Ancient Monuments

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Pen y Clawdd Castle Mound

A Scheduled Monument in Crucorney (Crucornau Fawr), Monmouthshire (Sir Fynwy)

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Latitude: 51.8753 / 51°52'31"N

Longitude: -3.0039 / 3°0'13"W

OS Eastings: 330988

OS Northings: 220112

OS Grid: SO309201

Mapcode National: GBR F6.S1HK

Mapcode Global: VH790.W4B7

Entry Name: Pen y Clawdd Castle Mound

Scheduled Date: 12 December 1950

Source: Cadw

Source ID: 2386

Cadw Legacy ID: MM145

Schedule Class: Defence

Category: Motte

Period: Medieval

County: Monmouthshire (Sir Fynwy)

Community: Crucorney (Crucornau Fawr)

Traditional County: Monmouthshire


The monument comprises the remains of a ditched motte, dating to the medieval period (c. 1066 -1540 AD). It comprises a circular steep-sided mound some 30m in diameter at its base and rising up to 3m to a level summit measuring 22m across. A 4m wide partly wet ditch surrounds the motte but has been built over on the S and E sides towards the fine 16th century farmhouse of Pen-y-clawdd Court, which almost certainly overlies the site of any bailey or associated structures. Beyond the ditch is a substantial steep-sided bank some 3m high and with a 4m wide flat summit. This is surrounded by its own 4m wide external ditch with a further 2m high counterscarp bank. A limited excavation carried out on the mound revealed walls on its summit. The double ditched form of the earthwork is very unusual and is likely to be the result of the adaptation of a small motte into a formal garden feature to serve the adjacent Court, the broad flat-topped external bank forming a short promenade and the structure seen in excavations potentially a summerhouse rather than a medieval building. It resembles in plan the larger but roughly contemporary moated lodge of the Dukes of Beaufort in Chepstow Park Wood (MM103).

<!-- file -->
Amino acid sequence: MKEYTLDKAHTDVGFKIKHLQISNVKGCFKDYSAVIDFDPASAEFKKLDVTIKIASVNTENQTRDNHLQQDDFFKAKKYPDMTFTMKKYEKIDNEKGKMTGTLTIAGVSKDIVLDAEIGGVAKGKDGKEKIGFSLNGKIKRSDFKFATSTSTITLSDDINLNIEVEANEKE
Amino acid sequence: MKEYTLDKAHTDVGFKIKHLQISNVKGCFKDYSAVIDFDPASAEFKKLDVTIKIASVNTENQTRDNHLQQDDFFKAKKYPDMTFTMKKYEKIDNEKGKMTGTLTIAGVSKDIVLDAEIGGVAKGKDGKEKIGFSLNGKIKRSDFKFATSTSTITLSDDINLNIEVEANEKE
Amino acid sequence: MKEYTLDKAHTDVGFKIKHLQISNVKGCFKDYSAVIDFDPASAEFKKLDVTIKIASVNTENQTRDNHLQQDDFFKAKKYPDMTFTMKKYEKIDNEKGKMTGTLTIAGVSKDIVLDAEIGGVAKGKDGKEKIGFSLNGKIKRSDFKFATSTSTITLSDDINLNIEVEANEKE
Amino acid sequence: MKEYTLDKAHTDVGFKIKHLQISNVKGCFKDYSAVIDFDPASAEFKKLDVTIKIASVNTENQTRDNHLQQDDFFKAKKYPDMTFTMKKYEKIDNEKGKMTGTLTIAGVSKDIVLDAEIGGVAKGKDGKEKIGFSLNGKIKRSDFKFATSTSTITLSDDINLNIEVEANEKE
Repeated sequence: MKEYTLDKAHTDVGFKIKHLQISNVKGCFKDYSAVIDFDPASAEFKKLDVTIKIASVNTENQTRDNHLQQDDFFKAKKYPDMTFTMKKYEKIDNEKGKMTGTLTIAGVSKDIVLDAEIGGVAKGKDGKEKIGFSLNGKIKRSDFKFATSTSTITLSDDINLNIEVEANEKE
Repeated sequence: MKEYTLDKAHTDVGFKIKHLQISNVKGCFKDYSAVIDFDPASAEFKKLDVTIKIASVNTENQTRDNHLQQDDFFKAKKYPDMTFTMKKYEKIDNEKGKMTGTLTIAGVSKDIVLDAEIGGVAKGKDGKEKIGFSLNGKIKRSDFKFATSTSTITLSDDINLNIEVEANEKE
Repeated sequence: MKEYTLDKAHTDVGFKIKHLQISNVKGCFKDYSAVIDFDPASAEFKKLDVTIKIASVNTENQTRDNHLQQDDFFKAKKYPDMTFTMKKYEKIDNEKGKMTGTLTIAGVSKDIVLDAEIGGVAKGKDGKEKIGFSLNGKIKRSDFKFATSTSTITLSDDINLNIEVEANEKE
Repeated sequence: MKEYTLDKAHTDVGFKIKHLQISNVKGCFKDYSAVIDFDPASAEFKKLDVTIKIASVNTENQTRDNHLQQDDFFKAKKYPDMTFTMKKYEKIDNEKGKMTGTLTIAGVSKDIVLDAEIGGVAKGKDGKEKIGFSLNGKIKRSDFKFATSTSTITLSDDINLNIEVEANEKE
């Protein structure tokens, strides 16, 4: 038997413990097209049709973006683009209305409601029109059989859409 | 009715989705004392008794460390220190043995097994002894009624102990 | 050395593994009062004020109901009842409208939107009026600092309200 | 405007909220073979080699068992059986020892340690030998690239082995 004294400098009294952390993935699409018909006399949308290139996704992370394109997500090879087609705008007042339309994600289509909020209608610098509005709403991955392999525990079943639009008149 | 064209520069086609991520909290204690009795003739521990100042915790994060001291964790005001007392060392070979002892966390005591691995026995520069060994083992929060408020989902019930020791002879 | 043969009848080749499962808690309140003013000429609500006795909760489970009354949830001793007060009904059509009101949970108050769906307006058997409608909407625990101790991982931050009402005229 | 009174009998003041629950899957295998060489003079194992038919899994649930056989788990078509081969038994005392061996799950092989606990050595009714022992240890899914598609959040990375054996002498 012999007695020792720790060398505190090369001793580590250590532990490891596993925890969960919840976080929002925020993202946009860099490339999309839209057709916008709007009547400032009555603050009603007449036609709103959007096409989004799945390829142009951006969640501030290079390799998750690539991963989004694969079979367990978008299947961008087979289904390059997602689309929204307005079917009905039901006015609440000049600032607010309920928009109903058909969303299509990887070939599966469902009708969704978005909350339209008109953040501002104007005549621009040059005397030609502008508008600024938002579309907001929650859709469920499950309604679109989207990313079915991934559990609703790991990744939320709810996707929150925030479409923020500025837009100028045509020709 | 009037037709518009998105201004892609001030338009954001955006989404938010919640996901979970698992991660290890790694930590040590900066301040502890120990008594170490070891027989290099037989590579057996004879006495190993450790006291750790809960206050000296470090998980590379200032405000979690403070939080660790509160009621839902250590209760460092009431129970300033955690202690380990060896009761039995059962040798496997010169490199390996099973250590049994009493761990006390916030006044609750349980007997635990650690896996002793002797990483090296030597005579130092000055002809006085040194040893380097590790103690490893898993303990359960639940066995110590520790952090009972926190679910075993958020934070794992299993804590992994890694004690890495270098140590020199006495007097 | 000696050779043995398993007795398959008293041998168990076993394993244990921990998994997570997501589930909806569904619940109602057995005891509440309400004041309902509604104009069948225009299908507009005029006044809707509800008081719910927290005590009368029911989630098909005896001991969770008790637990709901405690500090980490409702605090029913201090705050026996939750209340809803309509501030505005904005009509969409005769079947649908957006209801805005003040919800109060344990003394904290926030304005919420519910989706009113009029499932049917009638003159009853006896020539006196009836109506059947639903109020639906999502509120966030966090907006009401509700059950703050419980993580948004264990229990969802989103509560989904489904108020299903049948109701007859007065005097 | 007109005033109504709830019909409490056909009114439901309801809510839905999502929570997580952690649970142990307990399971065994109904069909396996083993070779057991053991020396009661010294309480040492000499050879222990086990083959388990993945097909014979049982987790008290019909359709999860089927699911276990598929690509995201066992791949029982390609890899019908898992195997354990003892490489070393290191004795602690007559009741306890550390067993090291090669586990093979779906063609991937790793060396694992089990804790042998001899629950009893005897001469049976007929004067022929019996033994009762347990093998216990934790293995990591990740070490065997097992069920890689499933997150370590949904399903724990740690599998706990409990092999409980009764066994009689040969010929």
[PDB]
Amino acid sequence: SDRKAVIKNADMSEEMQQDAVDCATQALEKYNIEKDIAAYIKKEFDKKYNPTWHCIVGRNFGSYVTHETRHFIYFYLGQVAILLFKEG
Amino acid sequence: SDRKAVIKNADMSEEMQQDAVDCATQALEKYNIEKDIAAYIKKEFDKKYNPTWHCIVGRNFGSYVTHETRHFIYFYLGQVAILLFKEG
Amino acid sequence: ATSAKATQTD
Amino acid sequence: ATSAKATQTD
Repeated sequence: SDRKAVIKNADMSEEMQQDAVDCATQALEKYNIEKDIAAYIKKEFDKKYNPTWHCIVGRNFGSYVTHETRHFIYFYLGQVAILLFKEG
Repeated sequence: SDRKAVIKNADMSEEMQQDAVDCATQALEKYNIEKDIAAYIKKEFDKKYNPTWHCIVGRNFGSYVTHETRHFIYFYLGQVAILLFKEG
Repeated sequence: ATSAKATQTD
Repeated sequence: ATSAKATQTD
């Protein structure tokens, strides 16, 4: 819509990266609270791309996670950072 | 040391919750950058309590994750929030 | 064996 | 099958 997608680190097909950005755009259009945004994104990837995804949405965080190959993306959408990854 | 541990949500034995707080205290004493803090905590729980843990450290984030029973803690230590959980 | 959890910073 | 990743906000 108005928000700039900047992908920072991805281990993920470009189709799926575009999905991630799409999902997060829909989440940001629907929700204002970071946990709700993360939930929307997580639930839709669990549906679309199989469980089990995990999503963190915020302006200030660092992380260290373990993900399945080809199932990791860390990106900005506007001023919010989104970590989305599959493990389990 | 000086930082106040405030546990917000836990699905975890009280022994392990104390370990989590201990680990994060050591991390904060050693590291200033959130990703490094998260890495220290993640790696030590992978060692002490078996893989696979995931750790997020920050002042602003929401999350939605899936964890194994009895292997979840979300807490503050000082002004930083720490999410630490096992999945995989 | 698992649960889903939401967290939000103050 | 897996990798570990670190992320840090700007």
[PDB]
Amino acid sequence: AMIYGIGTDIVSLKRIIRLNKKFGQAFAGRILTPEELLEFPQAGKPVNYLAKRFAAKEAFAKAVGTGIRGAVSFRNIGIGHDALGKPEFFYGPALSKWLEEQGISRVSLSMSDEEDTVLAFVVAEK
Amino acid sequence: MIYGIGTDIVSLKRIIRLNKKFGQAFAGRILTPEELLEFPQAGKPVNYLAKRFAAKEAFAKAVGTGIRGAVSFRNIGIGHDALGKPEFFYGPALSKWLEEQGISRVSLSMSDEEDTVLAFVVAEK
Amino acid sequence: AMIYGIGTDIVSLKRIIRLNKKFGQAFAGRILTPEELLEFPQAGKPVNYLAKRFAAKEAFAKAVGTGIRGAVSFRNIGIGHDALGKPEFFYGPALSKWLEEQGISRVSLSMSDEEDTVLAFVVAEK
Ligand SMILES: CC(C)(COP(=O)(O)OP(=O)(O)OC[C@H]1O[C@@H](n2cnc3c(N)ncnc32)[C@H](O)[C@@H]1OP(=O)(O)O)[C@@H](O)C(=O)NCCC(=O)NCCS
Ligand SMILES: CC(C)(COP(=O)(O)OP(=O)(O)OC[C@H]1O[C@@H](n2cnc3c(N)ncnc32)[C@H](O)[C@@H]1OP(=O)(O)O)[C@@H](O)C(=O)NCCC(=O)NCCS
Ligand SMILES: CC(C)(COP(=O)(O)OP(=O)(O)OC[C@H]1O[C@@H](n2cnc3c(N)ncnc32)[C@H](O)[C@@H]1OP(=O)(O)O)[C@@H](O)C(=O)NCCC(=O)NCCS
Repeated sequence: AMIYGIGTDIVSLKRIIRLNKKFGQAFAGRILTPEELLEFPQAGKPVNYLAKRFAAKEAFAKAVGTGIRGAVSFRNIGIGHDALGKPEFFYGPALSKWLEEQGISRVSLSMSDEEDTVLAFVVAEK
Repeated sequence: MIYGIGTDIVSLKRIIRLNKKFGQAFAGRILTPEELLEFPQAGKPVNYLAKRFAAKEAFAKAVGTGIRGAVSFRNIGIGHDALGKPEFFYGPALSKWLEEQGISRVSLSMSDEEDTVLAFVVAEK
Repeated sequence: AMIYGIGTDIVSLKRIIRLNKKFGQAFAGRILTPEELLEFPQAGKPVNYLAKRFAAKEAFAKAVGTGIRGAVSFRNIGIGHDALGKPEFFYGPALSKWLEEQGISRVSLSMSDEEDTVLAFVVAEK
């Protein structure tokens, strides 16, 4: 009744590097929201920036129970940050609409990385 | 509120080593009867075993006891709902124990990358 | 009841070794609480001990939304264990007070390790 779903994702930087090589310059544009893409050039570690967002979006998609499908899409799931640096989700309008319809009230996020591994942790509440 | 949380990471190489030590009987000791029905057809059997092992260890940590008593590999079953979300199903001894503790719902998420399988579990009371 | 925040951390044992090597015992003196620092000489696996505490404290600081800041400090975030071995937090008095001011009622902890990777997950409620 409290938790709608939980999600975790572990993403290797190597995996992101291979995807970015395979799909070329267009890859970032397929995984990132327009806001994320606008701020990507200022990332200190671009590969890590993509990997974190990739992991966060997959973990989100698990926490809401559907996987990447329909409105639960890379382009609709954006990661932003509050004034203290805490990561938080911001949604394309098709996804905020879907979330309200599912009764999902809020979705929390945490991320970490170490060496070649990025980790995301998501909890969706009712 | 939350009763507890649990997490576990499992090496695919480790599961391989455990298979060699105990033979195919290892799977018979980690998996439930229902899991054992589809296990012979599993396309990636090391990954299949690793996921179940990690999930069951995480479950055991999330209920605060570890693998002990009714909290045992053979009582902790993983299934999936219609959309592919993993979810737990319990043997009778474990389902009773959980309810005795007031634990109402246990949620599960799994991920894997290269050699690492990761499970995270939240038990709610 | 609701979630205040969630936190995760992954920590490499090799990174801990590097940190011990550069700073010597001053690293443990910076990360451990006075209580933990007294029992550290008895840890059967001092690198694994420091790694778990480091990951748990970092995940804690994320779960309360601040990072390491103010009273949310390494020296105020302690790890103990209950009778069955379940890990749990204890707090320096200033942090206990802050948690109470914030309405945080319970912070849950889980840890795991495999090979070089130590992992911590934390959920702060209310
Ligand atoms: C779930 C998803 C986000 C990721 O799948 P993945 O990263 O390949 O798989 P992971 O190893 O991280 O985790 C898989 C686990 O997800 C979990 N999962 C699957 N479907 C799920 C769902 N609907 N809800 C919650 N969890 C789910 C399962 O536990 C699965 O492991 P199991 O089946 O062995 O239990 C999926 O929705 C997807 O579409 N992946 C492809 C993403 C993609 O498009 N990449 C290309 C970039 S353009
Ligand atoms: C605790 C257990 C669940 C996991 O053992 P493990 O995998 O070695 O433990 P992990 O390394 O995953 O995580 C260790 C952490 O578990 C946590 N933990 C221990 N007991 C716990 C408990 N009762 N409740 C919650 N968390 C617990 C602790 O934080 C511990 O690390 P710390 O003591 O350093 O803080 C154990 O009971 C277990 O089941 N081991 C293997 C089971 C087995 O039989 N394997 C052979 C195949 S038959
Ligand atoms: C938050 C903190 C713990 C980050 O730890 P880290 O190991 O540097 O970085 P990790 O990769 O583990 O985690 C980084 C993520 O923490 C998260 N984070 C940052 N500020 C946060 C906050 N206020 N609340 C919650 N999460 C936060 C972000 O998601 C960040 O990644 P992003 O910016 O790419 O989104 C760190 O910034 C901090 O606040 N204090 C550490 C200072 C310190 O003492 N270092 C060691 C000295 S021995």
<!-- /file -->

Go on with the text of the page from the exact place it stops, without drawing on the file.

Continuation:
The monument is of national importance for its potential to enhance our knowledge of medieval defensive and domestic monuments and early post medieval garden features. It is a particularly clear example of the adaptation of a medieval castle site into a formal garden, the juxtaposition of gentry house and motte illustrating the continuity of many early minor castle sites as high status residence of local importance. The monument is well-preserved and an important relic of the medieval landscape, sharing group value with a series of small undocumented mottes along the Monnow Valley. It retains significant archaeological potential, with a strong probability of the presence of both structural evidence and intact associated deposits.

The scheduled area comprises the remains described and areas around them within which related evidence may be expected to survive.

Source: Cadw

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